MAYWOOD, IL – Combining radiation treatments with a new generation of immunotherapies is showing promise as a one-two-punch against melanoma, Loyola Medicine researchers report in a review article.
Radiation kills cancer cells by damaging their DNA. Immunotherapies work by harnessing a patient's immune system to attack and kill cancer cells. When combined, the two therapies appear to have synergistic effects, according to the article by James S. Welsh, MD and colleagues in the Journal of Radiation Oncology. The article summarizes the latest research in how radiation can be integrated with immunotherapy in the treatment of melanoma.
Dr. Welsh is a professor in the department of radiation oncology of Loyola University Chicago Stritch School of Medicine.
Melanoma is one of the most aggressive forms of skin cancer. Among patients with Stage 4 metastatic melanoma, in which the cancer has spread to other organs, one-year survival rates range from just 33 percent to 62 percent. This year in the United States, about 76,000 patients will be diagnosed with melanoma and about 10,000 people are expected to die of the disease, according to the American Cancer Society.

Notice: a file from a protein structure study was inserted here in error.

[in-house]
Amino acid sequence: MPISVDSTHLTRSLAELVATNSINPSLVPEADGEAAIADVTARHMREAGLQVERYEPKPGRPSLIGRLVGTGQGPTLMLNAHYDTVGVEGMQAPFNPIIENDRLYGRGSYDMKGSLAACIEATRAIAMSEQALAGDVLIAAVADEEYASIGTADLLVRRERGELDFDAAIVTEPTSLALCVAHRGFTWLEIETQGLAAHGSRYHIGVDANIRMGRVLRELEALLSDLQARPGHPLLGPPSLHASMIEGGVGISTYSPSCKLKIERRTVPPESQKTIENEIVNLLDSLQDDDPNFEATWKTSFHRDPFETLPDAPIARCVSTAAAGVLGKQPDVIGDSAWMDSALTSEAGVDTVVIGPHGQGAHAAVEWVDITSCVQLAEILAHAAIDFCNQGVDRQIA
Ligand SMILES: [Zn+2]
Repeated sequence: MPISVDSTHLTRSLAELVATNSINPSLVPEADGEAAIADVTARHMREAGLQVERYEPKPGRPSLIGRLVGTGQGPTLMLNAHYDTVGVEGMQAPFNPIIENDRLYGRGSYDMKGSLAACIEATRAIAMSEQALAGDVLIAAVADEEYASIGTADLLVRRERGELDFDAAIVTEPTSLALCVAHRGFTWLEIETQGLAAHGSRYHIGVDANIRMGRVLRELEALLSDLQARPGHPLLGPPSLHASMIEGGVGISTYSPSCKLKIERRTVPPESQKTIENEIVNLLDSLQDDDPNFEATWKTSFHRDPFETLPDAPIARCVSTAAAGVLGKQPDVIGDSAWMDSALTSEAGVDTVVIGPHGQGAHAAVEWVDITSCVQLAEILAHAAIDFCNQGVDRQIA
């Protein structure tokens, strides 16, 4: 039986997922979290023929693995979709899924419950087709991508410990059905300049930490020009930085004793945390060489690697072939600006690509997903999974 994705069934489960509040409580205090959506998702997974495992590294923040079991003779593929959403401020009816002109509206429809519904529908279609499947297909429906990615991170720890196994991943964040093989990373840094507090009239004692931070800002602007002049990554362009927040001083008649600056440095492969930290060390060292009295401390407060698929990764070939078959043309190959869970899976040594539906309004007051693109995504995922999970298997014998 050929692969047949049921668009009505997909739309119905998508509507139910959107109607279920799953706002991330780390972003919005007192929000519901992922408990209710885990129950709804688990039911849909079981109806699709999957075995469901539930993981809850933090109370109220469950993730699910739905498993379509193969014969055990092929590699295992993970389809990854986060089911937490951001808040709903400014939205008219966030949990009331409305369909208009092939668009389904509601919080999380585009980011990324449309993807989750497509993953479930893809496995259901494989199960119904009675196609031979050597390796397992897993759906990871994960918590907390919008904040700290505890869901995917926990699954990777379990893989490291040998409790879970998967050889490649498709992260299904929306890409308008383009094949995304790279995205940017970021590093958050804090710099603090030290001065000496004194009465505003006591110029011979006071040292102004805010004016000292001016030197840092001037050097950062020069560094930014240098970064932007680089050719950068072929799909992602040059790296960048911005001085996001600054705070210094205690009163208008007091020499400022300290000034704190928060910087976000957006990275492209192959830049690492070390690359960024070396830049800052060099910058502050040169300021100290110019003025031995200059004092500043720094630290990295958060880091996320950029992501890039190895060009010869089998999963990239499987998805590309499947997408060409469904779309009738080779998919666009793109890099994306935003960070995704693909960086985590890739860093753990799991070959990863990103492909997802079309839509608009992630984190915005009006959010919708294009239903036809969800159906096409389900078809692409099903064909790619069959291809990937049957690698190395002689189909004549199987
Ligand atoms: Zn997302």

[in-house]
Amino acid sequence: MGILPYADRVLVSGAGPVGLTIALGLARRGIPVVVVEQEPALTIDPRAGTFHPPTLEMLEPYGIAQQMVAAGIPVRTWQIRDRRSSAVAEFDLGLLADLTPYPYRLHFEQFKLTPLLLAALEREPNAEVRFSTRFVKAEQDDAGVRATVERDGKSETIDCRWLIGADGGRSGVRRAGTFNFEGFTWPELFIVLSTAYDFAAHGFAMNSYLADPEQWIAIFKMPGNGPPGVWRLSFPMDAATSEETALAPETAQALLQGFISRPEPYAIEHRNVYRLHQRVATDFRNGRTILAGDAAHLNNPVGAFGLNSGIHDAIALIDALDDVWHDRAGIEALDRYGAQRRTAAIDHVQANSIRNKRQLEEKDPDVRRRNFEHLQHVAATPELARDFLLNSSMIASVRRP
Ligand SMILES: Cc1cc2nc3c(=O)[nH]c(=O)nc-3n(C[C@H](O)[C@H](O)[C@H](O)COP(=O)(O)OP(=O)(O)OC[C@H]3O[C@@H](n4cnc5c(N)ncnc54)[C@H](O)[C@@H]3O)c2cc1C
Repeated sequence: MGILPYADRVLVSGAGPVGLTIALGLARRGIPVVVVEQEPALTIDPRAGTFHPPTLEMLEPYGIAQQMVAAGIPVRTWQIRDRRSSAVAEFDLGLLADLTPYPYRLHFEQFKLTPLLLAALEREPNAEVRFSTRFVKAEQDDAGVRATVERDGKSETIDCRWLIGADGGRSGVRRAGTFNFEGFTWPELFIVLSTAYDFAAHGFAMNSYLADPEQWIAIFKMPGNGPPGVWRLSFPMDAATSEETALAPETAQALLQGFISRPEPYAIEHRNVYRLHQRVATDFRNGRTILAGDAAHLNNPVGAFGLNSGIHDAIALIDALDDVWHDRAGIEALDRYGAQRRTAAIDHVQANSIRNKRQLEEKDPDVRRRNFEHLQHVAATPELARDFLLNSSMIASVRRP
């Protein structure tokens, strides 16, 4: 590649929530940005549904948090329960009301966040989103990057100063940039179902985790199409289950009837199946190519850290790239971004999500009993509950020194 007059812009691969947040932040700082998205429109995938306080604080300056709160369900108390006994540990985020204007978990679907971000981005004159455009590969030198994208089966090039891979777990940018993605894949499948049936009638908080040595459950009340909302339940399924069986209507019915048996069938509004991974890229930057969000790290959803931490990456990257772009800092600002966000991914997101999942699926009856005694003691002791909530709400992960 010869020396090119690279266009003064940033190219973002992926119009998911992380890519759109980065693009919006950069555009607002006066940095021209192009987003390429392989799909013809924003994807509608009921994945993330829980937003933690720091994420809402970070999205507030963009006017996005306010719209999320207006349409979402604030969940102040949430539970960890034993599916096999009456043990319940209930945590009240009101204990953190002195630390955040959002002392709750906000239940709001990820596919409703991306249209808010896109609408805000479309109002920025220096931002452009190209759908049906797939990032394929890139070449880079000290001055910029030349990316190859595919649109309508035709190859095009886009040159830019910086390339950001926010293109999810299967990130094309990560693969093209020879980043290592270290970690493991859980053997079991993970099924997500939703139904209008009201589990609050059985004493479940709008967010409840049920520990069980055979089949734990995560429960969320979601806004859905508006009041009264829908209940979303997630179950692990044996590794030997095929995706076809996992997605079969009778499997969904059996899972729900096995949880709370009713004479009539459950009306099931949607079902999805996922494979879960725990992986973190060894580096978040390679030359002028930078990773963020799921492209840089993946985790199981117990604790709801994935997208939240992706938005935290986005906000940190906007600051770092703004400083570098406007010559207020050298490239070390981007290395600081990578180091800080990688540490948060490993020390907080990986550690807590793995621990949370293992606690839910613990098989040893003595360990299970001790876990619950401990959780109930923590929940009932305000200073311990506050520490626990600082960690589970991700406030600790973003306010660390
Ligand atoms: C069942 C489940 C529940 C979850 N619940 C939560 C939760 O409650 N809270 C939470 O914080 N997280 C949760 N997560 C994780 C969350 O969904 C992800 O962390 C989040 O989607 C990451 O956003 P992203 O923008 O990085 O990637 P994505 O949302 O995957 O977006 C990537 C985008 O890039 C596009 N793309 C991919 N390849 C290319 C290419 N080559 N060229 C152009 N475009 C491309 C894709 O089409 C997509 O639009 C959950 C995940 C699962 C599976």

On rare occasions, melanoma patients can spontaneously go into remission. More common are partial spontaneous regressions of melanoma lesions. While scientists aren’t certain what causes these effects, evidence points to the immune system mounting an attack on cancer cells.
A key observation that supports the role of the immune system in melanoma is the abscopal effect.This rare phenomenon occurs when a localized treatment such as radiation not only shrinks the targeted tumor but also stimulates the immune system to mount a systemic attack on cancer cells throughout the body. Dr. Welsh saw the abscopal effect firsthand when he gave radiation treatment to a patient who had melanoma that had spread to his liver and bones.The radiation was intended merely to shrink a tumor in the patient’s thigh bone, to relieve his pain and reduce the risk of fracture. But three months later, a CT scan found no trace of cancer anywhere.
Many new immunotherapies for melanoma are being tried, some with notable results. One such example is a new generation of “checkpoint inhibitors.” These are drugs that, in effect, remove the brakes that normally prevent the immune system from attacking cancer cells.
Radiation increasingly is being used alongside checkpoint inhibitors and other immunotherapies, with encouraging results, Dr. Welsh and colleagues write.
Despite the recent successes of radiation and immunotherapy, not all patients are able to mount an effective immune system response to fight melanoma. So it is important to discover proteins or other biomarkers that can predict whether a patient will respond to immunotherapy. Such biomarkers also could help quantify how well experimental therapies are working, Dr. Welsh and colleagues write.
Their paper is titled “The integration of radiation therapy and immunotherapy in melanoma management.”
In addition to Dr. Welsh, co-authors, all from Loyola’s department of radiation oncology, are Kyle Stang, MD (first author), Scott R. Silva, MD, PhD and Alec M. Block, MD.